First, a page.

❮Read❯ ➲ Zoe and the Fawn Author Catherine Jameson – Uroturk.info

Zoe and the Fawn An Adventure Begins When Zoe Finds A Lone Fawn In The Forest And Helps Search For Its Mother But Who Could The Mother Be A Bunny A Fish Join Zoe And Her Father As They Encounter Many Woodland Animals And Learn Their Native Names Along The WayThe Tale Is Simple Yet Charming Zoe S Inquisitive Nature Is Endearing, As Is Her Father S Gentle Patience And As Zoe Encounters Various Animals, Their Okanagan Syilx Names Appear In The Text These Okanagan Words Add To The Educational Value Of The Story, But They Do Not Interrupt The Flow Of The Narrative For Non Okanagan Readers


About the Author: Catherine Jameson

Is a well-known author, some of his books are a fascination for readers like in the Zoe and the Fawn book, this is one of the most wanted Catherine Jameson author readers around the world.



10 thoughts on “Zoe and the Fawn

  1. says:

    Another book that I chose to read due to the fabulous cover When I opened it up I noticed words in another language completely unfamiliar to me, which are inserted and then, repeated in English afterward I was intrigued, turns out it is syilx Okanagan spoken by the Okanagan Nation The illustrations are unique and very lovely The story is of a father and daughter searching for the mother of a fawn and discovering various creatures along the way.


  2. says:

    I just want to gush about this book Catherine Jameson, the author, is Shuswap Okanagan and the story includes Okanagan Syilx language in the book When a young girl and her father go out to look at the new foal on their land, they spy a spotted fawn under a tree Then they go off in search of its mother The patterned phrasing is reminiscent of Are You My Mother By P.D Eastman and will facilitate learning to read It was in on the shelf at my local library an


  3. says:

    When Zoe and her father encounter a spotted sk k il t fawn , the young Okanagan girl wonders where the little animal s mother is Together, as she and her father go for a walk, she questions whether each animal she sees a k lk l akn flicker , a k lk yum sp plina rabbit , and a x umina trout is the fawn s mother, always receiving a negative reply Eventually, returning to aspen where they saw the fawn, they see that its mother has returnedOriginally published in 20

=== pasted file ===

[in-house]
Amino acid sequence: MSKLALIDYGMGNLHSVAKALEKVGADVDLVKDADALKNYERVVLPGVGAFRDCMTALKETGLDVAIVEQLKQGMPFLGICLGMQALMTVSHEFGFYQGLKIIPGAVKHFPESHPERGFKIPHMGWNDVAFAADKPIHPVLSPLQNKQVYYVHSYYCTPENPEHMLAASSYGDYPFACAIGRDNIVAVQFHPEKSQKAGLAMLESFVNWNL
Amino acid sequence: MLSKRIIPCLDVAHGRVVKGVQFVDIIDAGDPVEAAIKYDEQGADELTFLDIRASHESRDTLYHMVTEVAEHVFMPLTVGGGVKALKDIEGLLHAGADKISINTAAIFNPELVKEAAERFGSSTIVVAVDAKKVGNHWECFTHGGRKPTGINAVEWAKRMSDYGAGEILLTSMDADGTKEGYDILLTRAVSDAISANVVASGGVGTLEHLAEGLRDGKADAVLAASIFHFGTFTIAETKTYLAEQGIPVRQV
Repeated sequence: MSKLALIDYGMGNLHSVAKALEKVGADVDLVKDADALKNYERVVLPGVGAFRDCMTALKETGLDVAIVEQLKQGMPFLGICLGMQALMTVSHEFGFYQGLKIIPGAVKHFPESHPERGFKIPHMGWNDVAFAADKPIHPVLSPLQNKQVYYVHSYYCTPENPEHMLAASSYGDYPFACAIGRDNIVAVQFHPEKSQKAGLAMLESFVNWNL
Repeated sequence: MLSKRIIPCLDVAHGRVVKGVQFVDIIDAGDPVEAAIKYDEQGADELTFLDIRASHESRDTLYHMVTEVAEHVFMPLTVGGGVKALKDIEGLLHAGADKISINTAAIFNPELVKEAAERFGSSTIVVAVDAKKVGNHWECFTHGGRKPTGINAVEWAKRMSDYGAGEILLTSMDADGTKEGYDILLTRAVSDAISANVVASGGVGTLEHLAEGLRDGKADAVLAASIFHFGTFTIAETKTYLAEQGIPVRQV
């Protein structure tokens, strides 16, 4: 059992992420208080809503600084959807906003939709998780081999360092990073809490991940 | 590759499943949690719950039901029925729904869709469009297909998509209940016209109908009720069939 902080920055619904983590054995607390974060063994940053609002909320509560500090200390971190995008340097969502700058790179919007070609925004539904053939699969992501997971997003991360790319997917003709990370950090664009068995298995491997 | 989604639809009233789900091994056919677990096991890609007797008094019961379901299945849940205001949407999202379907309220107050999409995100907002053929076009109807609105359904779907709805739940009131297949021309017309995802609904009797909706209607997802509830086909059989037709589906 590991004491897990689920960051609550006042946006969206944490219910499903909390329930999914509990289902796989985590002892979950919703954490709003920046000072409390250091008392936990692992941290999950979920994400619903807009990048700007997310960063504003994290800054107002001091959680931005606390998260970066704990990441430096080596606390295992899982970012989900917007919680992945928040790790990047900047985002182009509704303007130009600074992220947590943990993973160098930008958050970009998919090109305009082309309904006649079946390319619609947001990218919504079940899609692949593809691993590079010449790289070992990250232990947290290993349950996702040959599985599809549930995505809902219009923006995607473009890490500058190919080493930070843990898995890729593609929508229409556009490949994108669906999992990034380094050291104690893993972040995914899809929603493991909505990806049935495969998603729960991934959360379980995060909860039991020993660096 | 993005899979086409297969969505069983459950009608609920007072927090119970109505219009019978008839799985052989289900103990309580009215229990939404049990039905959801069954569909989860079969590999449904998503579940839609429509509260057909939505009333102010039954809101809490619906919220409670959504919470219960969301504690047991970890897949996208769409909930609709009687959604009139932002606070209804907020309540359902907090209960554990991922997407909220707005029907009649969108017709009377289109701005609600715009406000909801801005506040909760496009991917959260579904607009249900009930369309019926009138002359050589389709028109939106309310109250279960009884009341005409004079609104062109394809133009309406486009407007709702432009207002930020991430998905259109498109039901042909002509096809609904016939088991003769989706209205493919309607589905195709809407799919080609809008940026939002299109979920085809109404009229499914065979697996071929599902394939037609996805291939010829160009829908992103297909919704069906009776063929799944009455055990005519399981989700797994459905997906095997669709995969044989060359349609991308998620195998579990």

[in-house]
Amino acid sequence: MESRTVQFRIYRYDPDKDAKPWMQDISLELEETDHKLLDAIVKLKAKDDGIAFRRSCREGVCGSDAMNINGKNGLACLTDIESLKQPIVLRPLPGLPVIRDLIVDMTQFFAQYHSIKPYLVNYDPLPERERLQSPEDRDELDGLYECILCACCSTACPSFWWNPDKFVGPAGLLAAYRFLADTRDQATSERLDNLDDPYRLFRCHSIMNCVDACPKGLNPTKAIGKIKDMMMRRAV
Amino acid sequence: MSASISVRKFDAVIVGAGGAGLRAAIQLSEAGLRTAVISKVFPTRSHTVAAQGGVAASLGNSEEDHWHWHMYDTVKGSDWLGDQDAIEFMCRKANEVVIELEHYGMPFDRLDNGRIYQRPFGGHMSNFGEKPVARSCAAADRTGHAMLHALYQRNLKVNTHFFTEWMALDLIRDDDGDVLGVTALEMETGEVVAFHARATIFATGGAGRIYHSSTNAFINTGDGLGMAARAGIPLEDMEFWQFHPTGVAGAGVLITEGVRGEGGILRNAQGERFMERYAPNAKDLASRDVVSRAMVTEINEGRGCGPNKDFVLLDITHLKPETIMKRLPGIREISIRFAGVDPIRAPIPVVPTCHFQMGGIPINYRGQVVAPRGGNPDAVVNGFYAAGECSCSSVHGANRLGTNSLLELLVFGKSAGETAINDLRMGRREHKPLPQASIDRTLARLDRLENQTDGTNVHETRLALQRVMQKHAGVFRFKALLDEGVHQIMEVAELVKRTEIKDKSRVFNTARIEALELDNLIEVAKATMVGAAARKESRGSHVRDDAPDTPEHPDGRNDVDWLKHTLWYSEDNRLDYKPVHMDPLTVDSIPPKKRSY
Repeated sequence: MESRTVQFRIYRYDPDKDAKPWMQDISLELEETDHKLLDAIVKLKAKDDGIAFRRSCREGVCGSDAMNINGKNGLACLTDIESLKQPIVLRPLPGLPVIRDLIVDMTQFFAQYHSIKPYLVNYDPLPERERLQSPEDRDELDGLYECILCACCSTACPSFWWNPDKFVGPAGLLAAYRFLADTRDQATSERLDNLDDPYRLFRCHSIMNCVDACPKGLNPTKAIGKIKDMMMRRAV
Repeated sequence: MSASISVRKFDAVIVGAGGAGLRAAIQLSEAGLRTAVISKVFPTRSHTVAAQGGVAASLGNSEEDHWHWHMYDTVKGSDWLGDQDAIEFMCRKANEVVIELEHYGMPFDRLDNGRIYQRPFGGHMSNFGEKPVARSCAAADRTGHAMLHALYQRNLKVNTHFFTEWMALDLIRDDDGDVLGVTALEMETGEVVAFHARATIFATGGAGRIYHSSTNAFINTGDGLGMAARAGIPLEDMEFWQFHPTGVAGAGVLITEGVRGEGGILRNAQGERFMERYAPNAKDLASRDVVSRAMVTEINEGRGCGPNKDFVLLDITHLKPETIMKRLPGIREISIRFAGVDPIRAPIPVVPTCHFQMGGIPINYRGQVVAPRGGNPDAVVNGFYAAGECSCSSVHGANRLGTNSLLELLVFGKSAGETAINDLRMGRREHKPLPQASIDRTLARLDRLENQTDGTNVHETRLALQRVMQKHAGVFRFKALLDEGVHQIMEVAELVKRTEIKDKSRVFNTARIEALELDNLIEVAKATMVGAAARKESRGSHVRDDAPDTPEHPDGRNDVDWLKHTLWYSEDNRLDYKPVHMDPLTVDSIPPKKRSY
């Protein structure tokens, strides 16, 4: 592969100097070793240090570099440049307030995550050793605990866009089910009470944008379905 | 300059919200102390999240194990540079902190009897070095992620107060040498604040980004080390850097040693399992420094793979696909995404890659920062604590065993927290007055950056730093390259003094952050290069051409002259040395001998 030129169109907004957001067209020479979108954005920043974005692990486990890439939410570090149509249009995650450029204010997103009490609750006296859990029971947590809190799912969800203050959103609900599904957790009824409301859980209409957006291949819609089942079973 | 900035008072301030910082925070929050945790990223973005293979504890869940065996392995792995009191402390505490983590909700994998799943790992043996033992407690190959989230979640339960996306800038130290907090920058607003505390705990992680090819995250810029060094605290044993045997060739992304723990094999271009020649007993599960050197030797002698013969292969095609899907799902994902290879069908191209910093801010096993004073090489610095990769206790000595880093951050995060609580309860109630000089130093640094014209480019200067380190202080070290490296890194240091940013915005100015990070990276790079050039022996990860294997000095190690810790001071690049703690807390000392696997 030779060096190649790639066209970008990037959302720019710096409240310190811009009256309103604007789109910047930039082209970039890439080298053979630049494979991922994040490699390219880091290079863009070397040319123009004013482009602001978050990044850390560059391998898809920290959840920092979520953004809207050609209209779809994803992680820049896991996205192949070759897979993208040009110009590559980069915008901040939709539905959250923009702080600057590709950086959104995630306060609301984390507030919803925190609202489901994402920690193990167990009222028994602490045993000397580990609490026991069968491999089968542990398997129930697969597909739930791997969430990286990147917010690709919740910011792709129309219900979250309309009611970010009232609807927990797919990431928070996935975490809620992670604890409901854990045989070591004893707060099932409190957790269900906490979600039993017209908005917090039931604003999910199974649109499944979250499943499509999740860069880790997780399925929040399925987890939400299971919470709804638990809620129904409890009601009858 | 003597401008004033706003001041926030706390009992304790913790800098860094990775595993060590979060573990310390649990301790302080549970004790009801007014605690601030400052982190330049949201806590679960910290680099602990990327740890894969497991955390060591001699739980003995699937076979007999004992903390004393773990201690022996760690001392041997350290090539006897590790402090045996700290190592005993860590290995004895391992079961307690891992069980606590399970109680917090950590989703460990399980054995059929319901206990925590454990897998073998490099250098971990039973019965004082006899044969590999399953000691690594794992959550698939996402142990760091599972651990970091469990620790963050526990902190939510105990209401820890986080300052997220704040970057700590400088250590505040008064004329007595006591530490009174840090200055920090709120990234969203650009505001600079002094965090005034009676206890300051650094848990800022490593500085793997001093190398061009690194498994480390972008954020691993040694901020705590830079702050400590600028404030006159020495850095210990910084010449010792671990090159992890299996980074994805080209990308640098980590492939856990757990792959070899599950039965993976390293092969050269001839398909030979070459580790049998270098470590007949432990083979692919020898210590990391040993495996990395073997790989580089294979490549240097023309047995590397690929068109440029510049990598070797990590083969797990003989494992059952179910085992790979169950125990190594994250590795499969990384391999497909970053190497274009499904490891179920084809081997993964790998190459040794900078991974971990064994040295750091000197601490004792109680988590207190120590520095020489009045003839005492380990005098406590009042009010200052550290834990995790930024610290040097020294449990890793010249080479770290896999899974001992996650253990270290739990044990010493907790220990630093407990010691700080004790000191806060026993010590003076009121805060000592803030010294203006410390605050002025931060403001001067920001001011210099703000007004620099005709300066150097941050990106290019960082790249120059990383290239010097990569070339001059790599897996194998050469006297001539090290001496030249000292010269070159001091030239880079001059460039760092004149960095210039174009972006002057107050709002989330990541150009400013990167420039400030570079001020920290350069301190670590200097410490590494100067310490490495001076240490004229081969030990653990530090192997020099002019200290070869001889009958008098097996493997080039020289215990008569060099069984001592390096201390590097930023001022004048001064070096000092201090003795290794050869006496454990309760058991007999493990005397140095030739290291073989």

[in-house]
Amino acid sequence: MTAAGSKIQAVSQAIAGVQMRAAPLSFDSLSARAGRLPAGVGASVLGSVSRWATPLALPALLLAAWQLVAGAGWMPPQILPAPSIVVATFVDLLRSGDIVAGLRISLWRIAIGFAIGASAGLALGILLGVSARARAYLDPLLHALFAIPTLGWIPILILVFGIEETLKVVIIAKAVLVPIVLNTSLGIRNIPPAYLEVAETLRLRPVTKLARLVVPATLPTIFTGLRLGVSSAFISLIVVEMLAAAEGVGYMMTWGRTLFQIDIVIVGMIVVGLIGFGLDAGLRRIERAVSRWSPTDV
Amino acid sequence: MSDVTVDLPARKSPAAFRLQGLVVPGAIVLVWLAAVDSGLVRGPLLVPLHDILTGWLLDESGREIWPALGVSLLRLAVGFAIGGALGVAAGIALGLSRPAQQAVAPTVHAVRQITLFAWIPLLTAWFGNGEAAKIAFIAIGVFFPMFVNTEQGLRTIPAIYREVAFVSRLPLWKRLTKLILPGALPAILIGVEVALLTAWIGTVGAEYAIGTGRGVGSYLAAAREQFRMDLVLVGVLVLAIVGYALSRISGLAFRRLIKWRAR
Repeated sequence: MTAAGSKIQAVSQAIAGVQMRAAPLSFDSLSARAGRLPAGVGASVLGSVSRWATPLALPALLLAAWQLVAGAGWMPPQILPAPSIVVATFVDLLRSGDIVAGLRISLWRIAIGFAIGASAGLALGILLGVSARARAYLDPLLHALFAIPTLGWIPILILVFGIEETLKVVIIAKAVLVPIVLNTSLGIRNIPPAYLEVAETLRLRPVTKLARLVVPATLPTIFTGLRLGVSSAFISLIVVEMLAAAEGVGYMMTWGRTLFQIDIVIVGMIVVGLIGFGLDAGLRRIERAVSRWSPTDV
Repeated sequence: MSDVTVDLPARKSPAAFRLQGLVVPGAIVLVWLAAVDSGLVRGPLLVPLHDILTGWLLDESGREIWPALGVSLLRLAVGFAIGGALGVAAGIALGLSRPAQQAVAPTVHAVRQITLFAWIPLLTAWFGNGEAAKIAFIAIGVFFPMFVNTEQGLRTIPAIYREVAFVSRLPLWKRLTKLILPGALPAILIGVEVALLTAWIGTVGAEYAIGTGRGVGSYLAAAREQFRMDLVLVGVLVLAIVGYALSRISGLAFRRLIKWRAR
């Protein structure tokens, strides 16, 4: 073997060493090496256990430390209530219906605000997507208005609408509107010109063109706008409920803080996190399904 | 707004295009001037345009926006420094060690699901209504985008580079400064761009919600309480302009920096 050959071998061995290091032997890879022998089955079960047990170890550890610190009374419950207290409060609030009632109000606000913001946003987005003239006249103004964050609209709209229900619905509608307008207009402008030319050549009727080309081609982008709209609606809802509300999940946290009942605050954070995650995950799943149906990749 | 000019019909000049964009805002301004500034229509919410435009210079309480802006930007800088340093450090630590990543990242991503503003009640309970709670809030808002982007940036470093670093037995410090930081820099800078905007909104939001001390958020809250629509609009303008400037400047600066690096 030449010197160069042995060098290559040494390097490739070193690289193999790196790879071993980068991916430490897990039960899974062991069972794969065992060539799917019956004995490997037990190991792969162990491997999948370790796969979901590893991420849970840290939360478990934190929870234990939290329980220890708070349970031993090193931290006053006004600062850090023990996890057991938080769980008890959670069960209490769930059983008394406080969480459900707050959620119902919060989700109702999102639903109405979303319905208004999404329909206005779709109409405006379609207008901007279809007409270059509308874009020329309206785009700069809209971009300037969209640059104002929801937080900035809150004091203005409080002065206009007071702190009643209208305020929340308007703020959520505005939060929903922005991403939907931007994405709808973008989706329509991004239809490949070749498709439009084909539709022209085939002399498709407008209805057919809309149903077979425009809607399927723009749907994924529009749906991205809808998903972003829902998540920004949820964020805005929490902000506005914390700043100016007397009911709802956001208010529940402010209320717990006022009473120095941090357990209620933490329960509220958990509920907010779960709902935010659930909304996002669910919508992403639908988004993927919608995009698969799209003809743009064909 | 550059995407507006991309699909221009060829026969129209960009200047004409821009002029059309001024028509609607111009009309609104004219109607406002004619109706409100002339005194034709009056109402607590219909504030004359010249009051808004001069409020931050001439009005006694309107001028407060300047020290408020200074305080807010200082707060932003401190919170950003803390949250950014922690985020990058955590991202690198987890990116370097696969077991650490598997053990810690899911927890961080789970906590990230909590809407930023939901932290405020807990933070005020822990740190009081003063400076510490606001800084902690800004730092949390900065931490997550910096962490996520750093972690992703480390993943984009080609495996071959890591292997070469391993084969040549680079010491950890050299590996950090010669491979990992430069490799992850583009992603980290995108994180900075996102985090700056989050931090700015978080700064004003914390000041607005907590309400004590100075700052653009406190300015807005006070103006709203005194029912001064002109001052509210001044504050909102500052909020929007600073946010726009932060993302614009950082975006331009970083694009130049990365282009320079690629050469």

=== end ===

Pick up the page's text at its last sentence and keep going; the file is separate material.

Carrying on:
4. says:

    Another beautiful OwnVoices from illustrator Julie Flett Cree Metis , and the debut for Catherine Jameson Shuswap Okanagan This book is special because of its clear centering of young syilx Okanagan readers gentle repetition of words translated into syilx enables the learning and recognition of indigenous vocabulary Syilx traditional knowledge keeper and language specialist, Richard Armstrong, contributed the translations for this story.


  5. says:

    I love the illustrations in this book, the text is simple as a father and daughter look at animals in the forest Introduces the animal names in a language of the native peoples of Canada.


  6. says:

    Why we chose this book We are really loving Julie Flett s artwork The Girl and the Wolf, A Day with Yayah , so we were excited to read Zoe and the Fawn Also, First Nations books are increasingly on my radar, so this was a book we didn t want to miss Theytus Books provided a review copy in exchange for an honest review.Mom s Review V When a little girl and her father go out to feed their horses, the girl notices a fawn sitting at the edge of the forest The girl and her father approac


  7. says:

    This was a sweet book that teaches readers the Syilx Okanagan names for different forest animals I really liked how the Syilx names were in red so they were easy to see throughout the story I did find however, that the story was a little bit lackluster Overall it was sweet, but some of the repetition felt forced The only other thing I wish the book had was a pronunciation guide I expect children and the adults reading to with them may want to try saying these animals names in a new languag


  8. says:

    Zoe and the Fawn is my first time reading a story from Catherine Jameson, and it is so cute It reminded me of Are You My Mother a little bit, in the line of questioning I thought the whole outing depicted was very sweet, and I loved the Okanagan translations for all of the animals in the book I wish there had been a pronunciation guide for anyone less familiar with the language system This is one of a great many books I have read that have been illustrated by Julie Flett, and her work here is as


  9. says:

    Beautiful illustrations and simple text The text isn t quite something I would read aloud in a story time but I think for a grown up teaching a child the Okanagan language this would be really lovely There is no pronunciation of the Syilx words, so I think the intention is for it to be read by a bilingual adult to a child Children sometimes resist books written completely in a language they don t speak but a caregiver speaks and is maybe trying to teach them , so this might be really helpful for those b


  10. says:

    It s wonderful to see books from Indigenous authors and illustrators in recent years This book is beautiful I love the idea of a little girl and her dad spending time in nature together, admiring wildlife I didn t know anything about the Okanagan language before, and now I know a little That s a good book


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